In some lawsuits, plaintiffs can seek to hold careless business owners responsible for their negligence. In a recent case, Reyen v. Jones Lang Lasalle Americas, Inc. (D. Md. Sept. 7, 2016), an injured plaintiff filed a negligence claim against the owner of a bus company and the property manager of the bus station after she fell on an escalator. The matter was brought in the U.S. District Court of Maryland, which decided a motion for summary judgment filed by the defendants.
In Reyen, the plaintiff purchased a bus ticket from the defendant to travel from New York to Virginia on an itinerary with several bus changes. Due to a disability that required her to walk with a cane, the plaintiff notified the bus company in advance that she would need help with moving her luggage and getting on and off the buses. The bus company indicated that she would have assistance walking from one bus to the next. During one of the scheduled stops, the plaintiff looked for an elevator she could use but was unable to find one at the station, although they were in fact available. The plaintiff felt that she had no other choice but to ride an escalator, and as she took a step onto it, she fell backwards and sustained injuries.
A plaintiff alleging negligence must prove the applicable standard of care, a deviation from that standard by the defendant, and a causal relationship between the deviation and the injury. Generally, common carriers owe different standards of care to passengers and non-passengers. For passengers, common carriers must exercise reasonable care under the circumstances, including protecting passengers against assault, interference with the peaceful completion of their journey, and in certain situations, negligent acts of third parties. However, a common carrier owes no special duty of care to non-passengers, other than the general duty to exercise ordinary care to avoid injury.
In Reyen, it was undisputed that the bus company was a common carrier. The court, however, concluded that the plaintiff was a non-passenger at the time of the injury, since she was inside the station, not in or near the bus. Since the bus company had no control over the station and no special duty to protect her, the court held that the plaintiff failed to establish an applicable duty of care. In addition, the voluntary undertaking of the bus company to assist the plaintiff was limited to helping her on and off the bus and removing her luggage, and it was not a basis for liability. As a result, the court granted summary judgment in favor of the bus company defendant.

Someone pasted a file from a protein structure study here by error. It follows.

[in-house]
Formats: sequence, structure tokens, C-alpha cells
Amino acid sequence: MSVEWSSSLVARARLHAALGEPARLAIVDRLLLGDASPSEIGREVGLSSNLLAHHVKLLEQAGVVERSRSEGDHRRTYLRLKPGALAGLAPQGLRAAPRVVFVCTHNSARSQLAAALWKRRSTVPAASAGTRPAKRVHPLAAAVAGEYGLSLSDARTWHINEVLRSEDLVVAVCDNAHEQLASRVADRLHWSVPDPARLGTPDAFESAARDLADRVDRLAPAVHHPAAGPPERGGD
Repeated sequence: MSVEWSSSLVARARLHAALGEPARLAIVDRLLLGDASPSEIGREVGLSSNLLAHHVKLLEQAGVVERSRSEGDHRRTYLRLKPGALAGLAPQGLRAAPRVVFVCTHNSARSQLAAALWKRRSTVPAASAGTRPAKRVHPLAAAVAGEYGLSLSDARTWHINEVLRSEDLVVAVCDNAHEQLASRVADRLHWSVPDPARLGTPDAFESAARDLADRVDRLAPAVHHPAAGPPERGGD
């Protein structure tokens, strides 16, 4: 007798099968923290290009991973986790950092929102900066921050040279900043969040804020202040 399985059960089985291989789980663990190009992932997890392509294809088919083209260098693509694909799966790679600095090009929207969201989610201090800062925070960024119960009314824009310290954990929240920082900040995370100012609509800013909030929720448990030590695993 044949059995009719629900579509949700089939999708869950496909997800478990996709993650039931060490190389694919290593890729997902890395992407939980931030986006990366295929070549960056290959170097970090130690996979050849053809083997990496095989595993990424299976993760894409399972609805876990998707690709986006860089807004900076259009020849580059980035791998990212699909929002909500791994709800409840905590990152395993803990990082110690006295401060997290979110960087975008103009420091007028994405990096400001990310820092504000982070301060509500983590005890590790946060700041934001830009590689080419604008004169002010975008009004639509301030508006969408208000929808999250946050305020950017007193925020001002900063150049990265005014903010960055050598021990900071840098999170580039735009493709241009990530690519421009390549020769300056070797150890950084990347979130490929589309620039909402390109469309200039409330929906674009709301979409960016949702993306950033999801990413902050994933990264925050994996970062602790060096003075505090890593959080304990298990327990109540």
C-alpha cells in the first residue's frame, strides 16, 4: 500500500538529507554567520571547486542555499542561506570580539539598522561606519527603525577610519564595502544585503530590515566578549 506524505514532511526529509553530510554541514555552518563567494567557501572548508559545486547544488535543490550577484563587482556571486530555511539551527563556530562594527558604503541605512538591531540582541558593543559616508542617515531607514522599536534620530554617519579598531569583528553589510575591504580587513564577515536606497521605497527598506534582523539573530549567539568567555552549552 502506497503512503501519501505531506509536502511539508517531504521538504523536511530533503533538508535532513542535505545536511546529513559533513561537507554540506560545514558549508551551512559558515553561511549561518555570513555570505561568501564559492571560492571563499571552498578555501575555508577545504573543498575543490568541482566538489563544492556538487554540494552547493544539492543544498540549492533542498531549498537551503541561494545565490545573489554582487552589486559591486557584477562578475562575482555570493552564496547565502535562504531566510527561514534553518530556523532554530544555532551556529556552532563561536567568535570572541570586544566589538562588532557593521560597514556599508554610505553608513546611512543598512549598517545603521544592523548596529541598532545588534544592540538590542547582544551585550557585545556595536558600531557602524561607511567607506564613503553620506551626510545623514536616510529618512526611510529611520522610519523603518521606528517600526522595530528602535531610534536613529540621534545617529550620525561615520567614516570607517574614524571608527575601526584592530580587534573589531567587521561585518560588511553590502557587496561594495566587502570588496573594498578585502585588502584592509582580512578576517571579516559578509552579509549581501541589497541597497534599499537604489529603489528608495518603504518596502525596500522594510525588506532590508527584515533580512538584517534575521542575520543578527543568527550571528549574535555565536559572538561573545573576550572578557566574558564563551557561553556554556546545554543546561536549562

The court went on to grant summary judgment in favor of the bus station defendant as well, since the plaintiff was unable to provide expert testimony as to the standard of care. Expert testimony is required when the subject in question is so distinctly related to some science, profession, or occupation as to be beyond the ken of the average layperson. The court explained that expert testimony is often necessary in cases involving safety issues, as in Reyen. Accordingly, the claim was dismissed.
If you have been injured on the property of another person or business, initiating legal action against the negligent party may help in recovering compensation for your hospital bills and lost wages. At the Maryland firm of Foran & Foran, P.A., our team of personal injury lawyers represents victims of slip-and-fall accidents, medical malpractice, motor vehicle collisions, and other accidents who wish to pursue negligence claims in court. To discuss your legal options with one of our attorneys, schedule an appointment by calling Foran & Foran, P.A. at (301) 441-2022 or contact us online.
More Blog Posts:
Maryland Plaintiff Wins on Appeal in Slip and Fall Case Against Convenience Store, Maryland Personal Injury Blog, published August 12, 2016
Maryland Plaintiff Defeats Summary Judgment Motion in Premises Liability Case Against Department Store, Maryland Personal Injury Blog, published October 13, 2016